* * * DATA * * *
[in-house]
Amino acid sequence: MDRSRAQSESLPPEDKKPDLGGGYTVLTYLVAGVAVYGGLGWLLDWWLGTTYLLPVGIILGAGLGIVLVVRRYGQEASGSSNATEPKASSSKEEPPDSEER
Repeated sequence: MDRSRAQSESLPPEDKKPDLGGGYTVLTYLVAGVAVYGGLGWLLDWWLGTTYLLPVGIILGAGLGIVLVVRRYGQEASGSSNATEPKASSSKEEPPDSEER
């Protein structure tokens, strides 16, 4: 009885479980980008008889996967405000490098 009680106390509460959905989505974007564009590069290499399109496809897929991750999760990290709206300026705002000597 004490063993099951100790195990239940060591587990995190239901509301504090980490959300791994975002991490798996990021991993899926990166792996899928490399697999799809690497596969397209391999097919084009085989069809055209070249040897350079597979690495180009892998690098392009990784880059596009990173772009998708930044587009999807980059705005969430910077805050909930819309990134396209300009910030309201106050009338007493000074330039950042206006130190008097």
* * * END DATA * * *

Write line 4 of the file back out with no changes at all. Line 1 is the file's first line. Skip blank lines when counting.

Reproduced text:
């Protein structure tokens, strides 16, 4: 009885479980980008008889996967405000490098 009680106390509460959905989505974007564009590069290499399109496809897929991750999760990290709206300026705002000597 004490063993099951100790195990239940060591587990995190239901509301504090980490959300791994975002991490798996990021991993899926990166792996899928490399697999799809690497596969397209391999097919084009085989069809055209070249040897350079597979690495180009892998690098392009990784880059596009990173772009998708930044587009999807980059705005969430910077805050909930819309990134396209300009910030309201106050009338007493000074330039950042206006130190008097």